Cannes: The Clouds of Sils Maria review

With shades of Bergman’s Persona and a nuanced line in pop culture dissection, Olivier AssayasThe Clouds of Sils Maria, is an intricately crafted and highly compelling drama.

In the opening scenes, Maria (Juliette Binoche), a well known and respected actress, is en route to collect an award on behalf of a good friend, Wilhelm Melchior. Melchior is the writer of a play named Maloja Snake, which was then made into a film starring Maria.

Maria is joined on this journey by her personal assistant and confident Val (Kristen Stewart). The relationship between these two women is the focus throughout, and it’s expertly established for us in these opening sequences.

Dialogue between the pair overlaps, is interrupted by calls and sometime even hangs in the air as the topics up for discussion change and segue. There is an incredibly natural feel to their interchanges that comes from a great script performed by two fine actresses.

Binoche has long been known to be remarkable actress and so it’s no surprise to see her in fine form, but Kristen Stewart is something of a revelation. Her previous work has tended towards the one-note, but here she delivers subtlety and range, going toe to toe with Binoche in their every scene. It’s no mean feat.

Whilst travelling on the train, the pair find out that Wilhelm Melchior has died. They continue on to the ceremony, and this is where Maria meets with a director who is keen to remake Maloja Snake.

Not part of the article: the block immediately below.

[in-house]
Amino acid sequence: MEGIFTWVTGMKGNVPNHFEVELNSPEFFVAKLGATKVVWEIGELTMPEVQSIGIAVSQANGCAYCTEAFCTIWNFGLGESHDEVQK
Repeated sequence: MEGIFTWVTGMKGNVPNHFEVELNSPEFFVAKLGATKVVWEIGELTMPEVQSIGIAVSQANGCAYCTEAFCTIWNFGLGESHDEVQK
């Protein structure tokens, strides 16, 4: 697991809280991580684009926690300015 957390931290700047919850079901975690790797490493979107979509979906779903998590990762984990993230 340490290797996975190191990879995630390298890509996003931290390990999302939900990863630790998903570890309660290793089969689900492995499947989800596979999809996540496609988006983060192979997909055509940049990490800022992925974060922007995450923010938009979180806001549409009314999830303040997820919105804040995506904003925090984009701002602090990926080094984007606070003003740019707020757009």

Melchior’s play tells the story of two women, the older Helena and the younger Sigrid, who have an affair amidst a competitive business environment. Maria played Sigrid when she was twenty and it helped launch her career, but the new director wants her to play Helena in the remake. This is not something she will find it easy to come to terms with.

As Maria and Val read through lines for the play together it draws out their suppressed feelings. But this is just the tip of the iceberg when it comes to the multi-layered art-life, life-art fabric that Assayas has woven.

Further sophistications ensue when we learn that the role of Sigrid will now be played by Jo-Ann Ellis (Chloe Grace Moretz), a young actress riding in on the success of a big budget superhero blockbuster, critical acclaim and and tabloid scandal. She’s racked up DUIs, provocative statements and an affair with a married man, all adding up to a character who is two parts Lindsay Lohan, one part Jennifer Lawrence and, most interestingly, one part Kristen Stewart.

Stewart’s own life provides rich subtext and becomes a compelling meta-narrative to accompany the central proceedings. There’s a scene in which Stewart, as Val, defends the underlying depth and emotional resonance in Ellis’ superhero movie that becomes an explicit reference to Stewarts’ work on Twilight.

The degree to which you find the extra-textual and meta-textual mischief in The Clouds of Sils Maria engaging and interesting will no doubt be the deciding factor in whether you find this film fascinating and deeply compelling or rather too on-the-nose and cute.

I fall in the former camp, for sure, and while I observed a few stumbles along the way, particularly from the inconsistent, struggling Moretz, I feel Assayas has managed to create a truly compelling weave of fact and fiction.